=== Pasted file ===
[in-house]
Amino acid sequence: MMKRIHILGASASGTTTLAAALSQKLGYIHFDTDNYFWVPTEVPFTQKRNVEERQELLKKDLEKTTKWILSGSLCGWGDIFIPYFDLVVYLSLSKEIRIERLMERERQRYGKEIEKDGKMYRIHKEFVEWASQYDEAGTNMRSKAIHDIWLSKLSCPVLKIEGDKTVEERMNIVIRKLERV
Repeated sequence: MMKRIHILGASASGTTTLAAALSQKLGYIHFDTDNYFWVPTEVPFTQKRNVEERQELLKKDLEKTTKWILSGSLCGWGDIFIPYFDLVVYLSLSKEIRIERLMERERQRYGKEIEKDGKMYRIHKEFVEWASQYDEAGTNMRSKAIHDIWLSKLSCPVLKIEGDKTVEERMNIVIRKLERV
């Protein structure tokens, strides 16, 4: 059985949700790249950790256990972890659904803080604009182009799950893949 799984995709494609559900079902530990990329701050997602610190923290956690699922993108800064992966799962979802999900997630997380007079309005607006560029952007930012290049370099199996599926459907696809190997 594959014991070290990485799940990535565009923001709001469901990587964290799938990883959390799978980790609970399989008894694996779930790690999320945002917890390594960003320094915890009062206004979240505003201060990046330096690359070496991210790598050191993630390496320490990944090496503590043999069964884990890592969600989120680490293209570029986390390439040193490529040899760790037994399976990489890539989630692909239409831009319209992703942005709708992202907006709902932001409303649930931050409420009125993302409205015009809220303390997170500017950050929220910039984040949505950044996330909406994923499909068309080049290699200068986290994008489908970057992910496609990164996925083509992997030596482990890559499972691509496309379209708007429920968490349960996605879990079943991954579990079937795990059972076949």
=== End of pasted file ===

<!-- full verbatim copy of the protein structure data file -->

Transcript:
[in-house]
Amino acid sequence: MMKRIHILGASASGTTTLAAALSQKLGYIHFDTDNYFWVPTEVPFTQKRNVEERQELLKKDLEKTTKWILSGSLCGWGDIFIPYFDLVVYLSLSKEIRIERLMERERQRYGKEIEKDGKMYRIHKEFVEWASQYDEAGTNMRSKAIHDIWLSKLSCPVLKIEGDKTVEERMNIVIRKLERV
Repeated sequence: MMKRIHILGASASGTTTLAAALSQKLGYIHFDTDNYFWVPTEVPFTQKRNVEERQELLKKDLEKTTKWILSGSLCGWGDIFIPYFDLVVYLSLSKEIRIERLMERERQRYGKEIEKDGKMYRIHKEFVEWASQYDEAGTNMRSKAIHDIWLSKLSCPVLKIEGDKTVEERMNIVIRKLERV
């Protein structure tokens, strides 16, 4: 059985949700790249950790256990972890659904803080604009182009799950893949 799984995709494609559900079902530990990329701050997602610190923290956690699922993108800064992966799962979802999900997630997380007079309005607006560029952007930012290049370099199996599926459907696809190997 594959014991070290990485799940990535565009923001709001469901990587964290799938990883959390799978980790609970399989008894694996779930790690999320945002917890390594960003320094915890009062206004979240505003201060990046330096690359070496991210790598050191993630390496320490990944090496503590043999069964884990890592969600989120680490293209570029986390390439040193490529040899760790037994399976990489890539989630692909239409831009319209992703942005709708992202907006709902932001409303649930931050409420009125993302409205015009809220303390997170500017950050929220910039984040949505950044996330909406994923499909068309080049290699200068986290994008489908970057992910496609990164996925083509992997030596482990890559499972691509496309379209708007429920968490349960996605879990079943991954579990079937795990059972076949």